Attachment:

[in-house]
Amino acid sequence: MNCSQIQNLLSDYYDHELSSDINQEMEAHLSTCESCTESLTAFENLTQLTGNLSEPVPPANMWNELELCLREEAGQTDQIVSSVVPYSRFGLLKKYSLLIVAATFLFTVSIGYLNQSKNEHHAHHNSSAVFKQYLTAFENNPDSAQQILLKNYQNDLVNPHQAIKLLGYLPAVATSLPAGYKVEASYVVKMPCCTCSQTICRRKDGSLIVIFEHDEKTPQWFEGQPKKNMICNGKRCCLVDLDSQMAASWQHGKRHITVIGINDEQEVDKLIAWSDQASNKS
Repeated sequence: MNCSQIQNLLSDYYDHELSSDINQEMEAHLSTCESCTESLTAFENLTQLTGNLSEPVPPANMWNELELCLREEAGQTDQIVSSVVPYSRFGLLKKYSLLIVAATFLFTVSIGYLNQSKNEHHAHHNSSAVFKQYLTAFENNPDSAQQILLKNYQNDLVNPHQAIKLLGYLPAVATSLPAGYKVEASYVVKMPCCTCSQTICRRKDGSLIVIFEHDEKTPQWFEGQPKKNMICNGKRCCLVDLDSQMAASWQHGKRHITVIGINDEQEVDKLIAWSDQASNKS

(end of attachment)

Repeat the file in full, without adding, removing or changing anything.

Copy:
[in-house]
Amino acid sequence: MNCSQIQNLLSDYYDHELSSDINQEMEAHLSTCESCTESLTAFENLTQLTGNLSEPVPPANMWNELELCLREEAGQTDQIVSSVVPYSRFGLLKKYSLLIVAATFLFTVSIGYLNQSKNEHHAHHNSSAVFKQYLTAFENNPDSAQQILLKNYQNDLVNPHQAIKLLGYLPAVATSLPAGYKVEASYVVKMPCCTCSQTICRRKDGSLIVIFEHDEKTPQWFEGQPKKNMICNGKRCCLVDLDSQMAASWQHGKRHITVIGINDEQEVDKLIAWSDQASNKS
Repeated sequence: MNCSQIQNLLSDYYDHELSSDINQEMEAHLSTCESCTESLTAFENLTQLTGNLSEPVPPANMWNELELCLREEAGQTDQIVSSVVPYSRFGLLKKYSLLIVAATFLFTVSIGYLNQSKNEHHAHHNSSAVFKQYLTAFENNPDSAQQILLKNYQNDLVNPHQAIKLLGYLPAVATSLPAGYKVEASYVVKMPCCTCSQTICRRKDGSLIVIFEHDEKTPQWFEGQPKKNMICNGKRCCLVDLDSQMAASWQHGKRHITVIGINDEQEVDKLIAWSDQASNKS